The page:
37signals.com redesigns with XHTML and CSS

37 Signals, a smart agency for accessible, usable, yet beautiful web design, has today launched a slight redesign of their company site with validating XHTML Transitional and CSS.

By Eric Costello | July 11th, 2002

The Web Standards Project is a grassroots coalition fighting for standards which ensure simple, affordable access to web technologies for all.

Recent Buzz

Our Work Here is Done

By Aaron Gustafson | March 1st, 2013

Thanks to the hard work of countless WaSP members and supporters (like you), Tim Berners-Lee’s vision of the web as an open, accessible, and universal community is largely the reality.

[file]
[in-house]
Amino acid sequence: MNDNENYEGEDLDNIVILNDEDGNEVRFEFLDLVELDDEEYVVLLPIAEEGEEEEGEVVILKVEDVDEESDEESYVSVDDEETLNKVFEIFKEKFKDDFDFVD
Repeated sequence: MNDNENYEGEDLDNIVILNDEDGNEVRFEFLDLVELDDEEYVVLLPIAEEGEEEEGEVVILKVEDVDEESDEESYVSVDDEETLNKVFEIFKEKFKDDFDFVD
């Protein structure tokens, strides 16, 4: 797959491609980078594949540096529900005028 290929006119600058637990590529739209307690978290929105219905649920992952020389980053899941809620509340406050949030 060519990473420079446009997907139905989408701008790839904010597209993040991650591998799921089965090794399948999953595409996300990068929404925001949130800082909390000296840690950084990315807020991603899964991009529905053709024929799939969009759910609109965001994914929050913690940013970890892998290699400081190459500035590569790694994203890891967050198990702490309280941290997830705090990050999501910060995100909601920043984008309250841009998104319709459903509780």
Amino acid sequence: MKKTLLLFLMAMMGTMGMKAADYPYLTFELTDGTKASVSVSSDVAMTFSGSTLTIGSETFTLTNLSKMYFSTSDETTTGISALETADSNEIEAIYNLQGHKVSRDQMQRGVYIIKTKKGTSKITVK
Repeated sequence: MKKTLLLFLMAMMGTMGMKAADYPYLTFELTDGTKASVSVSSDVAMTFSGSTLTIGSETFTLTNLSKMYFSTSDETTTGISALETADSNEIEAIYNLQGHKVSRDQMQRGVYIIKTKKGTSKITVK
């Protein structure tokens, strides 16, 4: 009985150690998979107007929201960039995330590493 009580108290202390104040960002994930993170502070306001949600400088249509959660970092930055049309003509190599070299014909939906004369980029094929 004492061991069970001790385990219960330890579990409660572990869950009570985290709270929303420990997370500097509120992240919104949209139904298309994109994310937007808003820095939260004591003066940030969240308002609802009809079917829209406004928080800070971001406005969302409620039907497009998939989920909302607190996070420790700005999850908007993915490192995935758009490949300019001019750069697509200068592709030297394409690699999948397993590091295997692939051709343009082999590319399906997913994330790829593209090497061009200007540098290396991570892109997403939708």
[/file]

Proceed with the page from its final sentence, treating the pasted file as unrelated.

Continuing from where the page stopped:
When The Web Standards Project (WaSP) formed in 1998, the web was the battleground in an ever-escalating war between two browser makers—Netscape and Microsoft—who were each taking turns “advancing” HTML to the point of collapse. You see, in an effort to one-up each other, the two browsers introduced new elements and new ways of manipulating web documents; this escalated to the point where their respective 4.0 versions were largely incompatible.

Realizing that this fragmentation would inevitably drive up the cost of building websites and ran the risk of denying users access to content and services they needed, Glenn Davis, George Olsen, and Jeffrey Zeldman co-founded WaSP and rallied an amazing group of web designers and developers to help them push back. The WaSP’s primary goal was getting browser makers to support the standards set forth by the World Wide Web Consortium (W3C).